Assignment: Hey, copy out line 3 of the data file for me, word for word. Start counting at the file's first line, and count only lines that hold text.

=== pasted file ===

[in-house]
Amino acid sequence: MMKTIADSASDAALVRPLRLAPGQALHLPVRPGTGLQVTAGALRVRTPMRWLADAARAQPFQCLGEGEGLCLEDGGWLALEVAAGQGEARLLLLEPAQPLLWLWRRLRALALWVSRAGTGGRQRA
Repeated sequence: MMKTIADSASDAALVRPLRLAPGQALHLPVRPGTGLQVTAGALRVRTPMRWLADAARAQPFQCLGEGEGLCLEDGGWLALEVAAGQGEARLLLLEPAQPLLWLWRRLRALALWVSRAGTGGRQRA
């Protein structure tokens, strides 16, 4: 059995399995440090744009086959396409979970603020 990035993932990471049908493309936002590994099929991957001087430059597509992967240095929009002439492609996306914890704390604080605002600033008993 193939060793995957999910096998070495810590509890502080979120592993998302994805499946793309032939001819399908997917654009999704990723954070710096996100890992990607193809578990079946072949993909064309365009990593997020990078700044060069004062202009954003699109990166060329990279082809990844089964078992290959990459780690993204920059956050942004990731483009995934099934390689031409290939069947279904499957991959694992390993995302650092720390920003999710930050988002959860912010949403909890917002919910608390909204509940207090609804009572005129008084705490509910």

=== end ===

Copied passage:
Repeated sequence: MMKTIADSASDAALVRPLRLAPGQALHLPVRPGTGLQVTAGALRVRTPMRWLADAARAQPFQCLGEGEGLCLEDGGWLALEVAAGQGEARLLLLEPAQPLLWLWRRLRALALWVSRAGTGGRQRA